CURRENT REGIONAL PROFILE
|Village of Rosemary||395||County of Newell||7,524|
|Village of Duchess||1,085||City of Brooks||14,451|
|Town of Bassano||1,206||TOTAL:||24,661|
The Region has:
- Five incorporated municipalities.
- Five Councils with a total of 32 elected officials. This represents one elected official per 771 population compared to one elected official per 2300 population province wide.
- Five municipal administrations with a total of 206 full time equivalent staff members providing similar services, such as:
- General Administration, Finance and Information Technology
- Planning and Development
- Bylaw Enforcement (some sharing of services)
- Road, street and storm water maintenance
- Water distribution
- Sewer collection and treatment
- Garbage collection
- Parks and Recreation
- Existing regional service delivery:
- Water treatment through Newell Regional Services Corporation
- Landfill through Newell Regional Solid Waste Management Authority
- Economic Development
- Family & Community Support Services (Bassano also has a separate service)
Regionalization can take on many forms over a scale of increasing formalization.
- Payment for services on an as needed basis.
- Intermunicipal agreements where one municipality provides services to the other on an ongoing basis.
- Intermunicipal agreements where two or more municipalities share the delivery and cost of providing services.
- Regional Service Commissions or Corporations established to provide certain services.
- Amalgamation to become one municipality.
BENEFITS OF REGIONALIZATION
- Increase efficiencies and take advantage of economies of scale (cost advantages achieved through expanded scale of operations).
- Reduce duplication (i.e., number of elected officials, number of municipal employees, excess equipment, etc.)
- Increase municipal staff expertise through specialization.
- Coordinate service delivery, land use planning and transportation.
- Build on our successful existing shared services (landfill, economic development and potable water).
- Share integrated computer and information systems.
- Work together to ensure all communities remain viable, sustainable and celebrate each community’s identity and uniqueness while attaining tax advantages.
- Proactively pursue a regional approach to ensure a sustainable future on terms to be decided by the regional partners.
- Create more competitive advantage to attract new business, grow the regional economy and create new jobs.
- Early estimates indicate the potential to free up $8 to $12 million annually after the transition period.
- Increase capacity and resources to:
- Manage municipal assets, infrastructure, facilities and equipment
- Govern, administer and operate the municipality
- Meet increasing service demands of citizens/ratepayers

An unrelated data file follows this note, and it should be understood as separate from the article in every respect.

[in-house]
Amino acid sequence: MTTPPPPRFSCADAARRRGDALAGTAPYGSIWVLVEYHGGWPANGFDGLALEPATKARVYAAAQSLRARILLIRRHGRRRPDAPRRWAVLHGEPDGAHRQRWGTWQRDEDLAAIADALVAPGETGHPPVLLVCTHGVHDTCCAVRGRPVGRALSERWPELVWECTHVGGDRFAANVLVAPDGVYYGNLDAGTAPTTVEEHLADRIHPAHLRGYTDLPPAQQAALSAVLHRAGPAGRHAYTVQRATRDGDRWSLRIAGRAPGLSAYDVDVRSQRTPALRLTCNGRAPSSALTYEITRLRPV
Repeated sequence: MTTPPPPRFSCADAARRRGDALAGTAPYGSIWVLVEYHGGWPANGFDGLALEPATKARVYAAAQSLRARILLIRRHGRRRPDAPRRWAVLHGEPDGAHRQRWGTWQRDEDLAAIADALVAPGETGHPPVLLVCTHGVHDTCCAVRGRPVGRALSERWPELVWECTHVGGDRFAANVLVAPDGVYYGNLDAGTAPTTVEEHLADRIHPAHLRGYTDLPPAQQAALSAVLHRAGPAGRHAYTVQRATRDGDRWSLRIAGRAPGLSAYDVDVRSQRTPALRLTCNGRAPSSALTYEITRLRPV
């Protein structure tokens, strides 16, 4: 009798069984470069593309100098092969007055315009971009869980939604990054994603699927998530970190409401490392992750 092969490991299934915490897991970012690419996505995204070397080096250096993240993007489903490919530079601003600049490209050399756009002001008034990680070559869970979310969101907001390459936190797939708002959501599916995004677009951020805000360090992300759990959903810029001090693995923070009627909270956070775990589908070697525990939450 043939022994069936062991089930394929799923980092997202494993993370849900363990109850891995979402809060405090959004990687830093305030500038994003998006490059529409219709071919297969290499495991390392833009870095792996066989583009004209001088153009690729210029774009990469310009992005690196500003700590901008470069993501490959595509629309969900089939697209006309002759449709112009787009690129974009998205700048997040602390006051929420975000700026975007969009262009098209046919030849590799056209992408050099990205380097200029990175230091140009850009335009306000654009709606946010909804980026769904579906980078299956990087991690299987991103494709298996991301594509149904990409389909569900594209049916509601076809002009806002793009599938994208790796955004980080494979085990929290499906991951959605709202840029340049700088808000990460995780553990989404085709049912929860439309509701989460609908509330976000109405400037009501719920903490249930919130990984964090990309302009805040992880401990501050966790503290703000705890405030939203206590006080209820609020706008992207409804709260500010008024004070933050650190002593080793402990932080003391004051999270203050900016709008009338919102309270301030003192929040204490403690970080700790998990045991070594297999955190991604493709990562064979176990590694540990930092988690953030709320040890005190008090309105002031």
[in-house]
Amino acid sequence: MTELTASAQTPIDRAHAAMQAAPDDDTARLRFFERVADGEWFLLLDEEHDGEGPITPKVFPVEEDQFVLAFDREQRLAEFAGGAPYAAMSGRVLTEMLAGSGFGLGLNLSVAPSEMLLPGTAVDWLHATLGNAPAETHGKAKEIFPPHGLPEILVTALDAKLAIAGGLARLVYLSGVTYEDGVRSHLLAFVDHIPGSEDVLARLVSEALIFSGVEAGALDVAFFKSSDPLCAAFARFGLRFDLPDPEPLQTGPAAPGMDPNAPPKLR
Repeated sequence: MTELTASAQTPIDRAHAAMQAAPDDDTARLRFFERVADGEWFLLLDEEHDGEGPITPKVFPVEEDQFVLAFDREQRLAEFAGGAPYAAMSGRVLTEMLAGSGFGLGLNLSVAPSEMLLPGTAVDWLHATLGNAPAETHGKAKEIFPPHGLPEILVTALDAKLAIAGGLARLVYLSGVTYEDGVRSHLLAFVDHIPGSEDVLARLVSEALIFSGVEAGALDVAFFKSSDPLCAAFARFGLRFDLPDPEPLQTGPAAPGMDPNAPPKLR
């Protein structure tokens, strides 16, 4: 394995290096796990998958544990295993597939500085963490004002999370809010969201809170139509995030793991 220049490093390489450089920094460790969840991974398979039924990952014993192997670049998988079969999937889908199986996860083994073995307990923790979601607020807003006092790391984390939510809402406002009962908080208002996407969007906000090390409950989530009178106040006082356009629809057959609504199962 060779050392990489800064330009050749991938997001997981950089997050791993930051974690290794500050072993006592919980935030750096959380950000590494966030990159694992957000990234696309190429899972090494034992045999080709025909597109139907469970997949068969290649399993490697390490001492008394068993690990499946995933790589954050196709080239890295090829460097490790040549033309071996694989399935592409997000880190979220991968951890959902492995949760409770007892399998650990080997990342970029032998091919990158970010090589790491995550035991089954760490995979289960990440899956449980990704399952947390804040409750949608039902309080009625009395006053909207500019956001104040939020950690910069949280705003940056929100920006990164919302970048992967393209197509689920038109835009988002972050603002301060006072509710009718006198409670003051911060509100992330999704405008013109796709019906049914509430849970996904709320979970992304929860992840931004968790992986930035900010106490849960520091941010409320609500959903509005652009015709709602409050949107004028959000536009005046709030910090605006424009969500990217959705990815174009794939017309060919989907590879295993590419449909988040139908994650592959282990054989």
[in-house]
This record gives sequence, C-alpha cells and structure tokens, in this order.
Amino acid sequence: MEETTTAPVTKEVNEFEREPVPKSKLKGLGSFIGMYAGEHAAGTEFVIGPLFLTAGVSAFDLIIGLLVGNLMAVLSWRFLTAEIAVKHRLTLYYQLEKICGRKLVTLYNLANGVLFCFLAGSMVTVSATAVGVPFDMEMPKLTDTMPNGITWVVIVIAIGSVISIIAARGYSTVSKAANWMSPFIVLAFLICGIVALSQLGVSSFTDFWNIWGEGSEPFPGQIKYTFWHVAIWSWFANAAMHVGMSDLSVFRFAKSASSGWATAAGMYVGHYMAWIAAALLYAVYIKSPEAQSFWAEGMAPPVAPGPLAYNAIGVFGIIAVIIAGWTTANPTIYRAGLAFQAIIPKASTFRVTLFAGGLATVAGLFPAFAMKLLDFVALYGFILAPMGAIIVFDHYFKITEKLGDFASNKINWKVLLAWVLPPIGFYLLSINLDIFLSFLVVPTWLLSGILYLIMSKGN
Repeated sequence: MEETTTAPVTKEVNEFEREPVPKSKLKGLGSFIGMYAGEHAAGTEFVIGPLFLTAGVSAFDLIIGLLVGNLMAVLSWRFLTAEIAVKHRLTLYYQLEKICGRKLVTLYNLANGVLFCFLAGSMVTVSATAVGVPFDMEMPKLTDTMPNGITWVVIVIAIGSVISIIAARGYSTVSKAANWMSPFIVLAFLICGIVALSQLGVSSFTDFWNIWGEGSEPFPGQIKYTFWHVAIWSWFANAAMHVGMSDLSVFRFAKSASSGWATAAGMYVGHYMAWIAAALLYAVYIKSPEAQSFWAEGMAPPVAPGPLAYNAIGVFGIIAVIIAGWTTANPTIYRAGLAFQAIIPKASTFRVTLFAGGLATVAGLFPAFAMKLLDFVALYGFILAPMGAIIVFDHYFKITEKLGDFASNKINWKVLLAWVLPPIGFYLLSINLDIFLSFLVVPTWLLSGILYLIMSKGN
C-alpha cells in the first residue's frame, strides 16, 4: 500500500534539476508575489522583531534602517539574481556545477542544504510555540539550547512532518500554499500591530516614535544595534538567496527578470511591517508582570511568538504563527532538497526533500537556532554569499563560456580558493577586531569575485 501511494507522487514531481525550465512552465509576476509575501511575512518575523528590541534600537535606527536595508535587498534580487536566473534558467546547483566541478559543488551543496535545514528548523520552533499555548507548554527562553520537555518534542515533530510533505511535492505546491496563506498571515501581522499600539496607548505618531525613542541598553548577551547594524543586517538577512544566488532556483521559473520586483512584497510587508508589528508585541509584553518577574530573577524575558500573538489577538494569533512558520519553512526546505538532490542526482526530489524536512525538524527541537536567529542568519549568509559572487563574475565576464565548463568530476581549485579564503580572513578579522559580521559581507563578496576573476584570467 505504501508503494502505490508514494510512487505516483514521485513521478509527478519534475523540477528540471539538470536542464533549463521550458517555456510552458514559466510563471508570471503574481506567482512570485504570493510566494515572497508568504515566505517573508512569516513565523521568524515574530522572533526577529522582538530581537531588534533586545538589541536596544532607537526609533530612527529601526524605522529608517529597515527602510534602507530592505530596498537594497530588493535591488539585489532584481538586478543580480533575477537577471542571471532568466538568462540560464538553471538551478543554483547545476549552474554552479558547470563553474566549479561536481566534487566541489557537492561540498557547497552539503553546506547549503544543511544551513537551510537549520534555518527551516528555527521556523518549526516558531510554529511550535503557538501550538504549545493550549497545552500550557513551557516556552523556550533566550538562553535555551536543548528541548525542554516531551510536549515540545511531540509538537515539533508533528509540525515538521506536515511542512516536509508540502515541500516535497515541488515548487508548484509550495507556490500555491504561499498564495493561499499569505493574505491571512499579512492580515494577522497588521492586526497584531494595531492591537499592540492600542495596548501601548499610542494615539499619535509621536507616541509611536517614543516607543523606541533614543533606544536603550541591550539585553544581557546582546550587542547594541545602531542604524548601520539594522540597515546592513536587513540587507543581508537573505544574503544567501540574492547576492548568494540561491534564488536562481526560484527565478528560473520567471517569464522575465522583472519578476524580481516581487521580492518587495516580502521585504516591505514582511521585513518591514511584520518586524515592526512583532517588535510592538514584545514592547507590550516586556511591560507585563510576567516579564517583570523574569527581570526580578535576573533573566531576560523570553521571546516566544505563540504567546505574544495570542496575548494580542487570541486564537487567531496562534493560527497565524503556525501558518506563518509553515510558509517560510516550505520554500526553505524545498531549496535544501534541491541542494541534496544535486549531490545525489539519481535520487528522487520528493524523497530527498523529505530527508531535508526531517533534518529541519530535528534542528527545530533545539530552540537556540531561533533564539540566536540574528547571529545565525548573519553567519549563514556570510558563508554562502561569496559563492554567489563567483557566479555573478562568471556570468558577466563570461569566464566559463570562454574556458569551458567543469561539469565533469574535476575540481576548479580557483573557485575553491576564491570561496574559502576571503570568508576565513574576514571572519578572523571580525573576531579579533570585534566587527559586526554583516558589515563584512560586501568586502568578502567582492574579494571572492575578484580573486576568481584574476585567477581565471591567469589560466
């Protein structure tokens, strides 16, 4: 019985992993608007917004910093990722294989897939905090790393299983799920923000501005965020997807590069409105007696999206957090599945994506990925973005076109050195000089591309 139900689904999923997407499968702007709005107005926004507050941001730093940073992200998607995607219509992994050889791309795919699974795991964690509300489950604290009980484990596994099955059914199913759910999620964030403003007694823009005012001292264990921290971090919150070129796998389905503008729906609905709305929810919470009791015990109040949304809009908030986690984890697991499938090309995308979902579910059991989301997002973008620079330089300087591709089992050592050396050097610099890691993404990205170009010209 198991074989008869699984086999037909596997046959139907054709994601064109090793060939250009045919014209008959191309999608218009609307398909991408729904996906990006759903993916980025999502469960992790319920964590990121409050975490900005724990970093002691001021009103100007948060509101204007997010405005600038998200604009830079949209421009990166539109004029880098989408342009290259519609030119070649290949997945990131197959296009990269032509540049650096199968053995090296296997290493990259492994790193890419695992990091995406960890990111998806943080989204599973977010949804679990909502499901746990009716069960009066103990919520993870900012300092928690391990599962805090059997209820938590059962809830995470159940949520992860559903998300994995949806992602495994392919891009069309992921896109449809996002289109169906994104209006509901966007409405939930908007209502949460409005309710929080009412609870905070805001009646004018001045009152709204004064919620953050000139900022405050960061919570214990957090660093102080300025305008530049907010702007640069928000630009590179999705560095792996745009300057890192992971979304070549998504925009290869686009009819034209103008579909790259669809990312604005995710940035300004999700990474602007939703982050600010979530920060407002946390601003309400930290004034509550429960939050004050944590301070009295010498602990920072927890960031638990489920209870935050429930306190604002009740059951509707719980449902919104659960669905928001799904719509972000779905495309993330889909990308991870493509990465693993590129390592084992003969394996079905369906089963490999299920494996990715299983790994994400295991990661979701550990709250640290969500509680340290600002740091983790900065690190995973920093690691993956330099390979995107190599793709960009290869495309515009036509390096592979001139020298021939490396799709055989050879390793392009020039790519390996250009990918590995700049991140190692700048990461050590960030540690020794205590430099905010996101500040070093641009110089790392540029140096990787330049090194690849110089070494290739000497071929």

- Ensure ongoing compliance with legislative requirements (water, wastewater, storm, fire protection, environment, OH&S and employment).
- Equitable sharing of revenues and costs across the region.
- Flexibility in amalgamation formation orders enables the potential to mitigate community or citizens concerns.
MUNICIPAL CHALLENGES FOR CONSIDERATION
- Management of redundant staff positions will require a fair and equitable staff transition plan.
- Safeguarding government accountability to local residents will require a thoughtful elected representation structure.
- Open and transparent communication with citizens from all locations will ensure:
- The uniqueness of our communities and their individual activities and celebrations are maintained
- Local access to government is retained
- Non of our communities are left behind or ignored
- Reduced competition between municipalities may weaken incentives for efficiency, response to local needs and changing economic conditions – careful attention to cost management and desired outcomes through the Amalgamation process will offset these potential disadvantages.
- Newly elected officials and senior administration in an amalgamated municipality, as in any election, may lead to an interruption in continuity and unknown direction.
- Loss of autonomy and decision making.
OVERVIEW OF AMALGAMATION PROCESS
- Municipal amalgamation is a legal process of local governmet restructuring, established by the Municipal Government Act.
- Amalgamation is when two or more municipalities join to become one newly formed incorporated municipality.
- This would be considered a voluntary initiative by the municipal partners.
- The five municipal partners are exploring regionalization concepts, including intermunicipal collaboration agreements and amalgamation. If it is decided to proceed with amalgamation, representatives from each involved municipality will begin negotiations and an application will ultimately be submitted to Municipal Affairs. This process can take several month to a few years to complete.
- The amalgamation application includes:
- Mandatory requirements: municipal boundaries, electoral wards, number of Council members and proposed incorporation date.
- Transitional issues: interim governance, administration and financial transition.
- Public consultation requirements: how the views of the public will be gathered and incorporated into the decision.